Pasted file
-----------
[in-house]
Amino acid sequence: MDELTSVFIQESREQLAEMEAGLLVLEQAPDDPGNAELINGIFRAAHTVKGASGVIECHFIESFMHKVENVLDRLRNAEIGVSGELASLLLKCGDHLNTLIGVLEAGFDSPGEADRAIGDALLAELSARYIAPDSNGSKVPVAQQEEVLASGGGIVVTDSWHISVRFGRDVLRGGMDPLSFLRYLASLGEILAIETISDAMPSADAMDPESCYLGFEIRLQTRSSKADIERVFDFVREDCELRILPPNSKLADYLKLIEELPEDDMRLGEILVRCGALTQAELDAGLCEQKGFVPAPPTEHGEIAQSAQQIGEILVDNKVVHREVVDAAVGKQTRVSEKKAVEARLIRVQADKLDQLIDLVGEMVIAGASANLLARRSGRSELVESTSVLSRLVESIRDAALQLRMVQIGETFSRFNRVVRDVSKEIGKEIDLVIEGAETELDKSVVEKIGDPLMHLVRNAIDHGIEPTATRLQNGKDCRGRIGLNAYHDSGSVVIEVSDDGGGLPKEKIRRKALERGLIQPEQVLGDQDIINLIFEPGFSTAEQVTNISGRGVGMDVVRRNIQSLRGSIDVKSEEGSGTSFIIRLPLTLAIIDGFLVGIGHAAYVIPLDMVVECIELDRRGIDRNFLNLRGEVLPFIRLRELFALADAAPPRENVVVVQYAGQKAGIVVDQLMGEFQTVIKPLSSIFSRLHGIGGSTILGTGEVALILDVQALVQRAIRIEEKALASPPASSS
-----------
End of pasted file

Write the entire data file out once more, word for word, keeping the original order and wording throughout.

[in-house]
Amino acid sequence: MDELTSVFIQESREQLAEMEAGLLVLEQAPDDPGNAELINGIFRAAHTVKGASGVIECHFIESFMHKVENVLDRLRNAEIGVSGELASLLLKCGDHLNTLIGVLEAGFDSPGEADRAIGDALLAELSARYIAPDSNGSKVPVAQQEEVLASGGGIVVTDSWHISVRFGRDVLRGGMDPLSFLRYLASLGEILAIETISDAMPSADAMDPESCYLGFEIRLQTRSSKADIERVFDFVREDCELRILPPNSKLADYLKLIEELPEDDMRLGEILVRCGALTQAELDAGLCEQKGFVPAPPTEHGEIAQSAQQIGEILVDNKVVHREVVDAAVGKQTRVSEKKAVEARLIRVQADKLDQLIDLVGEMVIAGASANLLARRSGRSELVESTSVLSRLVESIRDAALQLRMVQIGETFSRFNRVVRDVSKEIGKEIDLVIEGAETELDKSVVEKIGDPLMHLVRNAIDHGIEPTATRLQNGKDCRGRIGLNAYHDSGSVVIEVSDDGGGLPKEKIRRKALERGLIQPEQVLGDQDIINLIFEPGFSTAEQVTNISGRGVGMDVVRRNIQSLRGSIDVKSEEGSGTSFIIRLPLTLAIIDGFLVGIGHAAYVIPLDMVVECIELDRRGIDRNFLNLRGEVLPFIRLRELFALADAAPPRENVVVVQYAGQKAGIVVDQLMGEFQTVIKPLSSIFSRLHGIGGSTILGTGEVALILDVQALVQRAIRIEEKALASPPASSS